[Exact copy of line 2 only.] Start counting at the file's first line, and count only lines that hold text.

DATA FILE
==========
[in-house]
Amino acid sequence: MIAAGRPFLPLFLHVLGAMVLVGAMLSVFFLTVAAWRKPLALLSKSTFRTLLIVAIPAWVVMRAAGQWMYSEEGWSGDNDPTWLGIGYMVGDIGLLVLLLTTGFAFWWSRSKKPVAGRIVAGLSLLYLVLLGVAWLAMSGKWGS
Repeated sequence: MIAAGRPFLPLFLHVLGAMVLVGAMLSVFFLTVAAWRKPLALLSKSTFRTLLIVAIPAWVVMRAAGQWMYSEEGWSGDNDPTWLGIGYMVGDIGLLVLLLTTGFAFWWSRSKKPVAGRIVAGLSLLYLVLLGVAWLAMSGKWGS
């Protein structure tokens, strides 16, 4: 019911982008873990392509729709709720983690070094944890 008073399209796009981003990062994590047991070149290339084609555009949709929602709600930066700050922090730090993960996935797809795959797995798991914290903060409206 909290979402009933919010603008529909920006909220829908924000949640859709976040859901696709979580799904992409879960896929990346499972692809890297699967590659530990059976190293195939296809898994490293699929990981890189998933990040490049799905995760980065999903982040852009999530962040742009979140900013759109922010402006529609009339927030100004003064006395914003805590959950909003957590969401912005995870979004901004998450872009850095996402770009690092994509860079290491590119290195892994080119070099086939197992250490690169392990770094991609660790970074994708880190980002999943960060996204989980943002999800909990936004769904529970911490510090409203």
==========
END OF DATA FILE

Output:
Amino acid sequence: MIAAGRPFLPLFLHVLGAMVLVGAMLSVFFLTVAAWRKPLALLSKSTFRTLLIVAIPAWVVMRAAGQWMYSEEGWSGDNDPTWLGIGYMVGDIGLLVLLLTTGFAFWWSRSKKPVAGRIVAGLSLLYLVLLGVAWLAMSGKWGS